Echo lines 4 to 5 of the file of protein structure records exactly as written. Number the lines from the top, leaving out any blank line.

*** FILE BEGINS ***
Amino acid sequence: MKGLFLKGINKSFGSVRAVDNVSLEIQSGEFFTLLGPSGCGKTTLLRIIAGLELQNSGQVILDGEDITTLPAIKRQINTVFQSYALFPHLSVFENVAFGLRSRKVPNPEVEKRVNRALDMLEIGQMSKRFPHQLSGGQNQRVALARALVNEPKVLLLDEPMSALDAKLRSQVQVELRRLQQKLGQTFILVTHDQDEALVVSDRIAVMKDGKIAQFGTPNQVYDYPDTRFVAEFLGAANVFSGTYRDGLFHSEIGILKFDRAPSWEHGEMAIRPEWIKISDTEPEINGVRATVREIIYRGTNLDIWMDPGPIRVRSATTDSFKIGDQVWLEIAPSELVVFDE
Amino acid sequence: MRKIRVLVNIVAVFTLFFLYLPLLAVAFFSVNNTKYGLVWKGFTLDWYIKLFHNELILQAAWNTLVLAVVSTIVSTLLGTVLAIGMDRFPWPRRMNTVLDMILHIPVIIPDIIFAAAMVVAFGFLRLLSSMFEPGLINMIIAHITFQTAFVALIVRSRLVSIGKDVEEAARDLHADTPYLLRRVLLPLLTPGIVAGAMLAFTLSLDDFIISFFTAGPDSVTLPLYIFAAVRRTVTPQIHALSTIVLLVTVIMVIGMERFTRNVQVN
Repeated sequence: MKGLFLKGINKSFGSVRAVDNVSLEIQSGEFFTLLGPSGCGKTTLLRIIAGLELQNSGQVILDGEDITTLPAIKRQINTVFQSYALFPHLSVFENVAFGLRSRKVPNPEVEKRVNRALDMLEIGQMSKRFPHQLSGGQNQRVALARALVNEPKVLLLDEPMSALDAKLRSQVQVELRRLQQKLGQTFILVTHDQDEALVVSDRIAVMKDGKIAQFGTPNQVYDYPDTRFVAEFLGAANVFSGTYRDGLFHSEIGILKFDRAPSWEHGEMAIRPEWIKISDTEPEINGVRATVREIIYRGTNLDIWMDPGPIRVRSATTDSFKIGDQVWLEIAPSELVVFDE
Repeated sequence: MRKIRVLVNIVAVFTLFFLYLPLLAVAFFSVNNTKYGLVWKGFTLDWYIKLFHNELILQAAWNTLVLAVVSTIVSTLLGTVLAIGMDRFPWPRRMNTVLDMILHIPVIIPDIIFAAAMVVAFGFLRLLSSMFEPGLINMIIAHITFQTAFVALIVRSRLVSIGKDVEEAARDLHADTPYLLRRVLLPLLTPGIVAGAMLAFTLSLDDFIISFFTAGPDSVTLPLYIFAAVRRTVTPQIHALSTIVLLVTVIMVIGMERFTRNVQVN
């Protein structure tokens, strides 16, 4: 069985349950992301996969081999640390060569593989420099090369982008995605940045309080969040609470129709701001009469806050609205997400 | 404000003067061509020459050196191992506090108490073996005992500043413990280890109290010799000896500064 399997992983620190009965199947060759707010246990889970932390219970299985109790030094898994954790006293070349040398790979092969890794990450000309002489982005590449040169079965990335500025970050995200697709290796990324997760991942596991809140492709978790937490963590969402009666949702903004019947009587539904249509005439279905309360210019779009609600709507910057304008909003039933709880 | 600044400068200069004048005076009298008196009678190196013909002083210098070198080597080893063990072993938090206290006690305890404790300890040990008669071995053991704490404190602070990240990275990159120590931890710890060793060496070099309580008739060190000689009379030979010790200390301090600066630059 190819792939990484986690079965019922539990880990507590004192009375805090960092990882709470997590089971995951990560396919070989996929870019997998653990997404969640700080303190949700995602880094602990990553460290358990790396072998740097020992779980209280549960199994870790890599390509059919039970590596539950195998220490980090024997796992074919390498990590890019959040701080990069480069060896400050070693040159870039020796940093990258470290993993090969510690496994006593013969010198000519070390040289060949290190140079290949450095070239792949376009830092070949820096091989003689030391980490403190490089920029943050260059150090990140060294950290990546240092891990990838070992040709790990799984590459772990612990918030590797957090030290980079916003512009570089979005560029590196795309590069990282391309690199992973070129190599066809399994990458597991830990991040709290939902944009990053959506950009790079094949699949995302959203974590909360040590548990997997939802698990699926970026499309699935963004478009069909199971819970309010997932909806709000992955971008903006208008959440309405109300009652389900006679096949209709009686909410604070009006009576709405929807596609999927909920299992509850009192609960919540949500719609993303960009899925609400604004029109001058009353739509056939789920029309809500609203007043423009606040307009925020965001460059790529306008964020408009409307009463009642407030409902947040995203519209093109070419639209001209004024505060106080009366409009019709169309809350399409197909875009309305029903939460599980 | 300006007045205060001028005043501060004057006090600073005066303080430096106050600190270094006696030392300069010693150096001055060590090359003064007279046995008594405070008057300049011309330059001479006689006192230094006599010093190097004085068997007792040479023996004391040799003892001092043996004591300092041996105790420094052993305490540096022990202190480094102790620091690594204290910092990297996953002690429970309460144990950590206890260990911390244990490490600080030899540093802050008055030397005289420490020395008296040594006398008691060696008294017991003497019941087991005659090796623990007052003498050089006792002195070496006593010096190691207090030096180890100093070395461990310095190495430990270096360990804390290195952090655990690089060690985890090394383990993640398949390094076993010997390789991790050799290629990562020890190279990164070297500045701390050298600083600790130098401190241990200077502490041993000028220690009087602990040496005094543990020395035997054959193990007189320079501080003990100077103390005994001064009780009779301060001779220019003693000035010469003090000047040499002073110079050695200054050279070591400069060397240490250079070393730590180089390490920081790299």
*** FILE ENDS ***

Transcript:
Repeated sequence: MRKIRVLVNIVAVFTLFFLYLPLLAVAFFSVNNTKYGLVWKGFTLDWYIKLFHNELILQAAWNTLVLAVVSTIVSTLLGTVLAIGMDRFPWPRRMNTVLDMILHIPVIIPDIIFAAAMVVAFGFLRLLSSMFEPGLINMIIAHITFQTAFVALIVRSRLVSIGKDVEEAARDLHADTPYLLRRVLLPLLTPGIVAGAMLAFTLSLDDFIISFFTAGPDSVTLPLYIFAAVRRTVTPQIHALSTIVLLVTVIMVIGMERFTRNVQVN
């Protein structure tokens, strides 16, 4: 069985349950992301996969081999640390060569593989420099090369982008995605940045309080969040609470129709701001009469806050609205997400 | 404000003067061509020459050196191992506090108490073996005992500043413990280890109290010799000896500064 399997992983620190009965199947060759707010246990889970932390219970299985109790030094898994954790006293070349040398790979092969890794990450000309002489982005590449040169079965990335500025970050995200697709290796990324997760991942596991809140492709978790937490963590969402009666949702903004019947009587539904249509005439279905309360210019779009609600709507910057304008909003039933709880 | 600044400068200069004048005076009298008196009678190196013909002083210098070198080597080893063990072993938090206290006690305890404790300890040990008669071995053991704490404190602070990240990275990159120590931890710890060793060496070099309580008739060190000689009379030979010790200390301090600066630059 190819792939990484986690079965019922539990880990507590004192009375805090960092990882709470997590089971995951990560396919070989996929870019997998653990997404969640700080303190949700995602880094602990990553460290358990790396072998740097020992779980209280549960199994870790890599390509059919039970590596539950195998220490980090024997796992074919390498990590890019959040701080990069480069060896400050070693040159870039020796940093990258470290993993090969510690496994006593013969010198000519070390040289060949290190140079290949450095070239792949376009830092070949820096091989003689030391980490403190490089920029943050260059150090990140060294950290990546240092891990990838070992040709790990799984590459772990612990918030590797957090030290980079916003512009570089979005560029590196795309590069990282391309690199992973070129190599066809399994990458597991830990991040709290939902944009990053959506950009790079094949699949995302959203974590909360040590548990997997939802698990699926970026499309699935963004478009069909199971819970309010997932909806709000992955971008903006208008959440309405109300009652389900006679096949209709009686909410604070009006009576709405929807596609999927909920299992509850009192609960919540949500719609993303960009899925609400604004029109001058009353739509056939789920029309809500609203007043423009606040307009925020965001460059790529306008964020408009409307009463009642407030409902947040995203519209093109070419639209001209004024505060106080009366409009019709169309809350399409197909875009309305029903939460599980 | 300006007045205060001028005043501060004057006090600073005066303080430096106050600190270094006696030392300069010693150096001055060590090359003064007279046995008594405070008057300049011309330059001479006689006192230094006599010093190097004085068997007792040479023996004391040799003892001092043996004591300092041996105790420094052993305490540096022990202190480094102790620091690594204290910092990297996953002690429970309460144990950590206890260990911390244990490490600080030899540093802050008055030397005289420490020395008296040594006398008691060696008294017991003497019941087991005659090796623990007052003498050089006792002195070496006593010096190691207090030096180890100093070395461990310095190495430990270096360990804390290195952090655990690089060690985890090394383990993640398949390094076993010997390789991790050799290629990562020890190279990164070297500045701390050298600083600790130098401190241990200077502490041993000028220690009087602990040496005094543990020395035997054959193990007189320079501080003990100077103390005994001064009780009779301060001779220019003693000035010469003090000047040499002073110079050695200054050279070591400069060397240490250079070393730590180089390490920081790299």